By: Alana Albee and Nandasiri Gamage
64 pages, B/w photos, figs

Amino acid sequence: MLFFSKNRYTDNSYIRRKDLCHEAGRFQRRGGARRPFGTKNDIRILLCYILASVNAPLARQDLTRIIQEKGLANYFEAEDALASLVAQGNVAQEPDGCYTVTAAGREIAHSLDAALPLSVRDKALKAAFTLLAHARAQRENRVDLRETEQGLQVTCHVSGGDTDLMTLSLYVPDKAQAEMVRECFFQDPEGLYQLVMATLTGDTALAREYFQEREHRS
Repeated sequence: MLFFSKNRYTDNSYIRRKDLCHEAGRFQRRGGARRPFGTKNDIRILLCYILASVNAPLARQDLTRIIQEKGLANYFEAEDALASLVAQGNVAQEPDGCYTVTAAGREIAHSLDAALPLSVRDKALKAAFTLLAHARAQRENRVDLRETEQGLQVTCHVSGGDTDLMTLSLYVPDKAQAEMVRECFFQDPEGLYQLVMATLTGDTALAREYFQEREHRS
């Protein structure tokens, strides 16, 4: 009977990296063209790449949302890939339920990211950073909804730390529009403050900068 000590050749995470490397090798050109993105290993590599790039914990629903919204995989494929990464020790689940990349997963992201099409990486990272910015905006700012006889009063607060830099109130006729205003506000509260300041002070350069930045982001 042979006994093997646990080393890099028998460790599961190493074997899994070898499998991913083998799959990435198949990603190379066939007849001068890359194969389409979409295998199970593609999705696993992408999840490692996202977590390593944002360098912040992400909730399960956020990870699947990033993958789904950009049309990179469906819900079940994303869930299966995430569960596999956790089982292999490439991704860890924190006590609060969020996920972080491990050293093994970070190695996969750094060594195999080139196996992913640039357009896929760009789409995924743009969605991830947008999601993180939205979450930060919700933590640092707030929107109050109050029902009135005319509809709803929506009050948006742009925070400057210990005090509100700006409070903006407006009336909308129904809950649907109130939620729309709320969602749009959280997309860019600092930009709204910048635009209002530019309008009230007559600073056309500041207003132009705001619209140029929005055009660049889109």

In every country in the world, money makes money. Without collateral it is virtually impossible to obtain the capital to respond to an emergency, to own permanent housing, or to start a small business. However, through the development of community savings schemes and small-scale credit, people on low-incomes in many countries have been able to strengthen local organizations and livelihood opportunities and thereby avoid under-nourishment, health troubles and many other problems associated with poverty - as a first step to improving their circumstances in a more significant and sustainable way. This example of a women's credit union in Sri Lanka, the Kanth Sahayaka Sewaya, shows the potential for low-income groups to work together to build confidence, mutual trust and saving potential until they are able to borrow - and to repay - substantial amounts of money for housing, small enterprise development and for subsistence in times of emergency. Their common fund also provides welfare payments and interest-free loans for schoolbooks and cultural activities for children, improving the quality of life for the participants in many important ways.
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